A claim must be facially plausible, meaning that the pleadings must “allow…the court to draw the reasonable inference that the defendant is liable for the misconduct alleged.” Ashcroft v. Iqbal, 556 U.S. 662, 678 (2009). The claim must be described “in sufficient detail to give the defendant ‘fair notice of what the…claim is and the grounds upon which it rests.'” E.E.O.C. v. Concentra Health Servs., Inc., 496 F.3d 773, 776 (7th Cir. 2007) (quoting Twombly, 550 U.S. at 555). “Threadbare recitals of the elements of a cause of action, supported by mere conclusory statements, ” are insufficient to withstand a 12(b)(6) motion to dismiss. Iqbal, 556 U.S. at 678.

         DISCUSSION

         I. Count I: Second Amendment Claim

         It is Plaintiffs' contention that the rejection of their Application for a special use permit and a rezoning of the Subject Property to B-4 - the combination of which would have allowed for the construction and operation of an indoor gun range and gun store -effectively imposed an outright ban on gun ranges and gun sales in the Village of Willowbrook. The Complaint lacks allegations of fact in support of its sweeping “outright ban” generalization. Plaintiffs' broad posture is contradicted by judicially noticed exhibits demonstrative of both sizable areas in the Village zoned B-4 as well as a permissible special use of “indoor firing range” in B-4 districts. With this in mind, we turn to the legal terrain of the instant dispute.

         Seven years ago, a collection of plaintiffs challenged a City of Chicago (“City”) ordinance that “mandate[d] one hour of range training as a prerequisite to lawful gun ownership…yet at the same time prohibit[ed] all firing ranges in the city….” Ezell v. City of Chi., 651 F.3d 684, 689-90 (7th Cir. 2011) (“Ezell I”). Before striking down the ordinance, the Seventh Circuit addressed the threshold question of whether the gun range ban, like the handgun bans of District of Columbia v. Heller, 554 U.S. 570 (2008) and McDonald v. City of Chicago, 561 U.S. 742 (2010), warranted examination under “an appropriate standard of review from among the heightened standards of scrutiny the Court applies to governmental actions alleged to infringe enumerated constitutional rights….” Id. at 703. Because “[t]he right to possess firearms for protection implies a corresponding right to acquire and maintain proficiency in their use, ” the court held that the statutory gun range ban severely impinged the plaintiffs' Second Amendment rights. Id. at 704, 706. Therefore, “the City b[ore] the burden of justifying its actions under some heightened standard of judicial review, ” which it ultimately failed to do. Id. at 706, 711.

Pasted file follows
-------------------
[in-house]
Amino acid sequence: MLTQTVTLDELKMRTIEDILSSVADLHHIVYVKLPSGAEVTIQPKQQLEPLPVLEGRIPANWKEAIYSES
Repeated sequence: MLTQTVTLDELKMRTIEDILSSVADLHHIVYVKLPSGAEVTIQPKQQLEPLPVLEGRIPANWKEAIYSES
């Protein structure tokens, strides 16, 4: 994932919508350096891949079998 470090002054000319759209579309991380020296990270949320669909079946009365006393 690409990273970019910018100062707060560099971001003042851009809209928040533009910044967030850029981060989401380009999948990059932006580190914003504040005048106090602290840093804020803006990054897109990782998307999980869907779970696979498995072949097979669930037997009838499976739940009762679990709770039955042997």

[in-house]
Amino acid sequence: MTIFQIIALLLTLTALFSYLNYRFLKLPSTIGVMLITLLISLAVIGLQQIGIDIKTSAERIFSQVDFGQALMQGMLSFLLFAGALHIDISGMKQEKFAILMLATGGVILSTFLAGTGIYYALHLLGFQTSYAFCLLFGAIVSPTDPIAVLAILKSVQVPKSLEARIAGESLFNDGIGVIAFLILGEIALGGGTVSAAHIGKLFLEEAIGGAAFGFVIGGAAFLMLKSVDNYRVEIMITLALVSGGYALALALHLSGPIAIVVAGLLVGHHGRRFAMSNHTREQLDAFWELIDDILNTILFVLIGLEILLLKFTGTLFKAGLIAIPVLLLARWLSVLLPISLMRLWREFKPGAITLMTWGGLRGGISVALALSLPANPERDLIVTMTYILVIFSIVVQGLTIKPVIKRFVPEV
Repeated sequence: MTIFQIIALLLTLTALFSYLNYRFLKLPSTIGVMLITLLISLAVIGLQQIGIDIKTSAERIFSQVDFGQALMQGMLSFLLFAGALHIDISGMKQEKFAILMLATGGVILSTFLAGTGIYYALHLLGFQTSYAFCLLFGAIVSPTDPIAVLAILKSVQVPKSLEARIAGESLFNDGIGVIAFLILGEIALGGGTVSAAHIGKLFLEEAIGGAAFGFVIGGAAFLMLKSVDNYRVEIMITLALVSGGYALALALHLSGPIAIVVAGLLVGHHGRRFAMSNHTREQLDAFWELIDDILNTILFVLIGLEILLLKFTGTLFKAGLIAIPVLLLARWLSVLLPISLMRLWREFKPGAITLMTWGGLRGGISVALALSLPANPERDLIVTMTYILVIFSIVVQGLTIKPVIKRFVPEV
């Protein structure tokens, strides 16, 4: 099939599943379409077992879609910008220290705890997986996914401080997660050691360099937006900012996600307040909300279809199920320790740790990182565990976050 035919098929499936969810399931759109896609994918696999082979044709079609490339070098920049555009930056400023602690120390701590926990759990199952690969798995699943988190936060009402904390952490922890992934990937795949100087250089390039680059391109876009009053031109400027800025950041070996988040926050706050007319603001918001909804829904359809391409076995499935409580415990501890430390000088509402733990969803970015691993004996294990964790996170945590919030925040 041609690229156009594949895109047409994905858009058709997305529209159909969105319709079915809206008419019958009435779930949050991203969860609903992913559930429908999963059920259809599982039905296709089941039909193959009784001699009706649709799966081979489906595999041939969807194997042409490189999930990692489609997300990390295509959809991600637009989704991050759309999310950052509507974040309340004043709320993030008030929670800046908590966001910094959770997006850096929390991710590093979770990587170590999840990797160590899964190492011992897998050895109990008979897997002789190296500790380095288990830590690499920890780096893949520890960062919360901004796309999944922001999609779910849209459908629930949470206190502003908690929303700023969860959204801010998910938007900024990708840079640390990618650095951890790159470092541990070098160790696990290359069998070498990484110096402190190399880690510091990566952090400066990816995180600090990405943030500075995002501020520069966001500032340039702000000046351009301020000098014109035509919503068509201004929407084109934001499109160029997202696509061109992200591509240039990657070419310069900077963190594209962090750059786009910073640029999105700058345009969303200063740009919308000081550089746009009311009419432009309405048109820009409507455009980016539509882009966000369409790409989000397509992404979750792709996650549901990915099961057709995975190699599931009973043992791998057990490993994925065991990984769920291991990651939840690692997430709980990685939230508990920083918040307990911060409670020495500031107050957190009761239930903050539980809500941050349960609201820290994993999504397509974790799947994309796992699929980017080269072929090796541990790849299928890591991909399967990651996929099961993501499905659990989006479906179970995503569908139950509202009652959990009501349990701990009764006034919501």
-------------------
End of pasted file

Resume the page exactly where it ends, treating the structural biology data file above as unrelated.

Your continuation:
After having its citywide ban enjoined in Ezell I, the City's Second Amendment bona fides were challenged again last year, this time over the regulations that it imposed to replace the ordinance invalidated in 2011. In “Ezell II, ” the Seventh Circuit was presented with a pair of municipal regulations - a manufacturing-district classification and a distancing restriction - the combined effect of which left “only about 2.2% of the city's total acreage even theoretically available to site a shooting range.” Ezell v. City of Chi., 846 F.3d 888, 894 (7th Cir. 2017). Although the regulations were “not on their face an outright prohibition of gun ranges, ” the court found that they “nonetheless severely restrict[ed] the right of Chicagoans to train in firearm use at a range.” Id. Reiterating Ezell I's holding - that range training “lies close to the core of the individual right of armed defense” - the Seventh Circuit applied a heightened standard to the City's new restrictions on the Second Amendment, requiring “the City to establish a close fit between the challenged zoning regulations and the actual public benefits they serve.” Id. at 893, 894. Mimicking its struggles in Ezell I, the City's ordinances were again unable to survive heightened scrutiny. Id. at 896.

         It is under this evolving branch of constitutional law that Plaintiffs raise their instant Second Amendment cause of action. Count I's stated § 1983 violation alleges that the Village's denial of Plaintiffs' Application and the Board's attendant declination to rezone the Subject Property “effectively banned the operation of gun ranges, thereby prohibiting numerous traditional lawful uses of firearms.” Plaintiffs ask the Court to examine the Village's actions under the heightened scrutiny of Ezell I and II, which, to be sure, contemporary right-to-bear-arms jurisprudence essentially requires whenever a municipal zoning scheme outright or effectively bans firing ranges. See Ill. Ass'n of Firearms Retailers ...